August 29 is the birthday of Polish dramatic soprano Krystyna Jamroz (YAHM-ross; 1923 – 19 July 1986). Following her debut as the page in Rigoletto in Wrocław in 1948, she had a distinguished career in her native country, but I’m not able to learn much more about her online. A Krystyna Jamroz International Music Festival has been held in Busko-Zdroj since 1995.
The Austrian Hermann Nitsch (born 29 August 1938) does experimental art, “splatter” paintings, multimedia, performance art, that sort of thing. Usually there’s a lot of blood and a little nudity involved. Central to his work was a series called The Orgiastic Mystery Theater, conceived in the 1950s and realized in a hundred performances between 1962 and 1998. Accused of blasphemy and other things, he has been sentenced to brief prison terms on three occasions. But somebody must think he’s OK, because Austria issued a small souvenir sheet with his work on it in 2007.
Superstar of superstars, entertainer Michael Jackson (August 29, 1958 – June 25, 2009) would have been 59 today. Of the many foreign stamp issues in his honor, I selected a few from the British Virgin Islands, Chad, and Palau. I’ll be very surprised if he doesn’t show up on an American issue sooner or later.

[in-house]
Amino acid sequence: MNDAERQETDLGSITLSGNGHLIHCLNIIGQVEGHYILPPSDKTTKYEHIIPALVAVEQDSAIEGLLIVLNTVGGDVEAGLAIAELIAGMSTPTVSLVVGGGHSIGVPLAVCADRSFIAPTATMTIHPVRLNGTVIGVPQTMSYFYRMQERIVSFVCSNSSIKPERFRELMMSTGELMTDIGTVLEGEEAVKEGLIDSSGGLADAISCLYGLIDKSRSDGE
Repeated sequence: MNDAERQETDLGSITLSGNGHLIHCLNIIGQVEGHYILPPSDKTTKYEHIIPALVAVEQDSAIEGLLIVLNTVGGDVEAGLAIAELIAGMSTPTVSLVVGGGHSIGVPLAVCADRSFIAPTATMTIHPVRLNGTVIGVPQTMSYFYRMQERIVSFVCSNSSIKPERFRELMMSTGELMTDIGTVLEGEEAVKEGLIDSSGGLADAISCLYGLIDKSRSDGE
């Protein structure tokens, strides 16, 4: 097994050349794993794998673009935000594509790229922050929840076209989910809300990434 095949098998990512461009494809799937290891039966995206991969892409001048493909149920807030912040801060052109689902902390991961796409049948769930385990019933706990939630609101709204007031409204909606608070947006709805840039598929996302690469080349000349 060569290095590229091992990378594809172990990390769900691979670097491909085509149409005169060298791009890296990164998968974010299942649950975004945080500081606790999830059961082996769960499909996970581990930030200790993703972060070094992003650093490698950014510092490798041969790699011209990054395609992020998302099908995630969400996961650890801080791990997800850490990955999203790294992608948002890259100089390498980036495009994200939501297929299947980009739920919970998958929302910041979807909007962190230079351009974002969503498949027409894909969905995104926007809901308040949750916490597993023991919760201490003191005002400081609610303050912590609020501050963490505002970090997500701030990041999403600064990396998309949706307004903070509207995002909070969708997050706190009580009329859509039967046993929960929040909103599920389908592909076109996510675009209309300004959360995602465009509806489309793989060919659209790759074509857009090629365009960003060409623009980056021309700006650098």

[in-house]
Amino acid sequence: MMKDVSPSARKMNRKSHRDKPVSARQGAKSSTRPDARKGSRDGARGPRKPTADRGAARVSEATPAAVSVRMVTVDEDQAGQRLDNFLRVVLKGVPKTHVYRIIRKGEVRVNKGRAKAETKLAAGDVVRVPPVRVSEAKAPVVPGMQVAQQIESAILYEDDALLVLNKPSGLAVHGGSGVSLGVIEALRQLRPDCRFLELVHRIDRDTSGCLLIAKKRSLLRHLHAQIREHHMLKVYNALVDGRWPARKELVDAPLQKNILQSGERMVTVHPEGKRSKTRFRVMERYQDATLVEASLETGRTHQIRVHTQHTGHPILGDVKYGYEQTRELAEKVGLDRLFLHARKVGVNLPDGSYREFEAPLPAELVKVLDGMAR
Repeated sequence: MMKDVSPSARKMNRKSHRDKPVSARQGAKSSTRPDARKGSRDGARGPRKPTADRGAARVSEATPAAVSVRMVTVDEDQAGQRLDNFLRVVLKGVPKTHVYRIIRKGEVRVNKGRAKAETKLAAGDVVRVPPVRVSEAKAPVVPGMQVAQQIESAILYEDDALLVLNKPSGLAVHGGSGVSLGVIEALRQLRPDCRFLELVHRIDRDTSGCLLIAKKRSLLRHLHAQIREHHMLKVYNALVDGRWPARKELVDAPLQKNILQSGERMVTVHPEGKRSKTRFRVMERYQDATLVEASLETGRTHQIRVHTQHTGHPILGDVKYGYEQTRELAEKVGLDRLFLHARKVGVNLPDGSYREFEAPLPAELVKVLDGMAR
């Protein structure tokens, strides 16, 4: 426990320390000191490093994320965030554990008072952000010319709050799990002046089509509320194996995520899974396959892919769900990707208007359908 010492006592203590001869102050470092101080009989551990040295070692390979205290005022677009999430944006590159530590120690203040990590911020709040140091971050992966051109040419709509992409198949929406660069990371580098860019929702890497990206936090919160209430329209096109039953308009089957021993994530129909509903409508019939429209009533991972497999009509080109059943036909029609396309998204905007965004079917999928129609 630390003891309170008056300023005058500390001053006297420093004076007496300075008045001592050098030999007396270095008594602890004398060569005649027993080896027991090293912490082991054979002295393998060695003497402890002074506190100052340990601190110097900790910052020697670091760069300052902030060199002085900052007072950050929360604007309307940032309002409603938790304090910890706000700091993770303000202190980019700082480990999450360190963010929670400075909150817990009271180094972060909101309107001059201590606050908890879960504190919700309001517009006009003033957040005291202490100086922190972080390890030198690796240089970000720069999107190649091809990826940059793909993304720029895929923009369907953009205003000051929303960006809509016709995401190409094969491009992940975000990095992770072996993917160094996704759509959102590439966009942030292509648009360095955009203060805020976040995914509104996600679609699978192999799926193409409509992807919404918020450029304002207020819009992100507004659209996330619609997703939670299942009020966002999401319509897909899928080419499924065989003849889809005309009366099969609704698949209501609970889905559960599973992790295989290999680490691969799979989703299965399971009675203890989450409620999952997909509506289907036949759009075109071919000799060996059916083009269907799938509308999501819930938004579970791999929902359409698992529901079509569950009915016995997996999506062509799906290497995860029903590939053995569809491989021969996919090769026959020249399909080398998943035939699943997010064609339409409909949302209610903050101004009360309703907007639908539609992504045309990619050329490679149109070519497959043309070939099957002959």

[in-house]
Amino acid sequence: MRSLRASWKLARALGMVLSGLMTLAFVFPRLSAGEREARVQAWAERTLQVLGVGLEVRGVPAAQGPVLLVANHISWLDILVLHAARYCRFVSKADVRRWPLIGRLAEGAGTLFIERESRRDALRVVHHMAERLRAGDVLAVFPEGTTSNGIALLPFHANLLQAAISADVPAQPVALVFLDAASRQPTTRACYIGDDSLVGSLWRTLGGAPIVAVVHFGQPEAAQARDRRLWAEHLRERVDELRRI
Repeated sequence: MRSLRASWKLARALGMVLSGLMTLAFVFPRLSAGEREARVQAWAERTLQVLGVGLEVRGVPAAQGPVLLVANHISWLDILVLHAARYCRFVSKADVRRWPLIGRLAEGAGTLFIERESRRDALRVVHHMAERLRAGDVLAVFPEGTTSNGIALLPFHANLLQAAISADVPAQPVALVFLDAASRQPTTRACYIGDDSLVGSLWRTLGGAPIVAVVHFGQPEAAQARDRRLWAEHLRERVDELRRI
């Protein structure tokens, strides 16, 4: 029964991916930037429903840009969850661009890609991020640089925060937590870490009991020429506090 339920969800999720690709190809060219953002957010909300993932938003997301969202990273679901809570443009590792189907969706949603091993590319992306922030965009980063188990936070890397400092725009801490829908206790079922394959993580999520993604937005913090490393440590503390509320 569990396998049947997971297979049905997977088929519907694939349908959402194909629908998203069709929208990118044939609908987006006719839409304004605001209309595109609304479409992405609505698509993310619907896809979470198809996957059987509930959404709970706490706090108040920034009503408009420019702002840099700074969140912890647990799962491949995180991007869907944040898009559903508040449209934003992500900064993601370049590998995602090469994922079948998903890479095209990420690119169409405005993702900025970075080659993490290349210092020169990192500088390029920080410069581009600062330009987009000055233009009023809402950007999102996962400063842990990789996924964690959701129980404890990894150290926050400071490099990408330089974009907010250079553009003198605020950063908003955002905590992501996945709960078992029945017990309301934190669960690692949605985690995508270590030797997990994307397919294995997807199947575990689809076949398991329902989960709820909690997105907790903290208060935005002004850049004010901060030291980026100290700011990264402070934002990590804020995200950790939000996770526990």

Born on exactly the same day as Michael Jackson was another black entertainer, English stand-up comic Lenny Henry (Sir Lenworth George Henry, I’ll have you know). Born in Worcestershire to parents from Jamaica, he was already on TV before he was out of his teens. He imitated British television and radio personalities and earned his own show in 1984. The Lenny Henry Show ran until 1988 and was twice revived. He began acting in films in the 90s and received accolades for his 2009 stage performances as Othello.
A graduate of the University of Massachusetts with a B.A. in English, Doug Briscoe worked in Boston classical music radio, at WCRB, WGBH, and WBUR, for about 25 years, beginning in 1977. He has the curious distinction of having succeeded Robert J. Lurtsema twice, first as host of WGBH’s weekday morning classical music program in 1993, then as host of the weekend program when Robert J.’s health failed in 2000. Doug also wrote liner notes for several of the late Gunther Schuller’s GM Recordings releases as well as program notes for the Boston Classical Orchestra. For the past few years he’s been posting a Facebook “blog” of classical music on stamps of the world, which has now been expanded to encompass all the arts for The Arts Fuse.